“Who, exactly, is ‘we’? The government. From its inception, Mrs. Obama’s campaign has left government fingerprints suggesting a pattern of reaching as far into children’s lives as possible, with typical government tools: money, regulations, and bureaucracy.”
She concludes: “Don’t get me wrong – I strongly support healthy eating and exercise programs. And physicians’ groups have been emphasizing better nutrition and more exercise for years. But as every parent knows, simply putting vegetables on a child’s plate doesn’t ensure they will end up in the right stomach. (Did you know dogs love vegetables?) The solution to the problem of childhood obesity is the same as the solution to many of the problems ailing our nation: strong families.
“The epidemic of childhood obesity has developed alongside the fragmentation and destruction of the nuclear family. According to the Task Force on Childhood Obesity, children’s obesity rates began trending upwards in the late 1970’s. Not so coincidentally, obesity rates rose as more moms entered the workforce, screens (TV, computer, and hand-held) became babysitters, and more children than ever were born into single-parent families. Children can’t raise themselves. Left to their own devices, children will often make poor food choices, eat too much, and watch TV rather than run laps. Common sense tells us that. We don’t need twelve federal agencies opining on the problem.
“It’s not the government’s problem that children are overweight or suffering (yes, suffering!) from obesity. And government won’t provide the solution, no matter how many millions of dollars the Obama presidency throws around. The solution to childhood obesity must come from parents and the other adults in children’s lives (aunts, uncles, grandparents, friends, and teachers.)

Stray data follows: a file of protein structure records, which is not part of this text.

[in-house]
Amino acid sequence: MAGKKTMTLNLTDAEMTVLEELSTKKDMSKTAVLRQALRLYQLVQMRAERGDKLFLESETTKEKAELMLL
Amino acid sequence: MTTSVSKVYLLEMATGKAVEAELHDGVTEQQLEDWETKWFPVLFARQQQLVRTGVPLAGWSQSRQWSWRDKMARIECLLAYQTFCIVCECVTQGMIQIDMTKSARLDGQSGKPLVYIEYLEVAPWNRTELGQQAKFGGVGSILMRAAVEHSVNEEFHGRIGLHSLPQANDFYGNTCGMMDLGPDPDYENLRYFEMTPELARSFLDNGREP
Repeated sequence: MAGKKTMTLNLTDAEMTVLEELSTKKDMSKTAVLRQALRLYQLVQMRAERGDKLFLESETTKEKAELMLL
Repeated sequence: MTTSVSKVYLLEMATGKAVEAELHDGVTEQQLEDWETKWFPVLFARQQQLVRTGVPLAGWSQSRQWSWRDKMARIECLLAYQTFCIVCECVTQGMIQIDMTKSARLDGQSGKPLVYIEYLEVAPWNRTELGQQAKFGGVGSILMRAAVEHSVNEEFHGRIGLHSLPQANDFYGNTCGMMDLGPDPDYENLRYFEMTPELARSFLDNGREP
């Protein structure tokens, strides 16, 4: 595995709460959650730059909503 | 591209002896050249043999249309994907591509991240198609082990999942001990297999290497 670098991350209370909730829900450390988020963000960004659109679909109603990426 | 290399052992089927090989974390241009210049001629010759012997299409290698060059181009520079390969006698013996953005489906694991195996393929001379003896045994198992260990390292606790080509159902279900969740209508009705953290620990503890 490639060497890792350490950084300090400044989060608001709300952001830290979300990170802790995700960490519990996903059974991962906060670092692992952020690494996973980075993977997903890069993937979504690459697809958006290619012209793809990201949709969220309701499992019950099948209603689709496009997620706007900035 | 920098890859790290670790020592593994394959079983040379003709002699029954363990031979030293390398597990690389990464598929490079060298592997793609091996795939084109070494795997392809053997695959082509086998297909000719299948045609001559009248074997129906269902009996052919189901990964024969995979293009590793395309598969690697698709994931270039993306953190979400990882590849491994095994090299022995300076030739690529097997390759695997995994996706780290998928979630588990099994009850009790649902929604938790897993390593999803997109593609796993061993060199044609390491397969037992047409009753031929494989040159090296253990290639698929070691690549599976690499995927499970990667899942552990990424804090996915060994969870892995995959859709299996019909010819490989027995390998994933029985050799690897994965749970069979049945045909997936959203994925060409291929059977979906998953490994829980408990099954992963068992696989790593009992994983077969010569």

“One study found that parents and caregivers can play a significant role in reducing childhood obesity with a few consistent behaviors: Parents should encourage and model good eating habits and exercise; take the time to plan meals and resist the plea to buy junk food; and reduce the child’s screen time. But perhaps most importantly, parents who want to prevent obesity or help a child lose weight should spend time with their children, strengthening the relationship in a positive, loving way. Be there to guide, encourage – and provide limits as needed. Children don’t need a government campaign to end childhood obesity. They need parents.”
Tyranny can creep in even by means of innocuous, even good, things. Eating right is a good thing. But governments usurping the role of parents and families is a bad thing. And it is getting worse each passing day. Tyranny seldom appears overnight. It usually comes about incrementally – step by step.
All the more reason to be vigilant now before it is too late.
21 Replies to “Stopping Leviathan”
It is scary. I have just read After America: Get ready for Armageddon. We must fight for the traditional family and refuse to be intimidated by Big Government.
Man is made in the image of God. As I understand it, this means that both God and man are spiritual, personal, moral, social beings with consciences which means they can choose and be responsible for their decisions, bearing in mind that the latter is a creation of the former, limited in power and understanding, and and thus totally dependent on the former.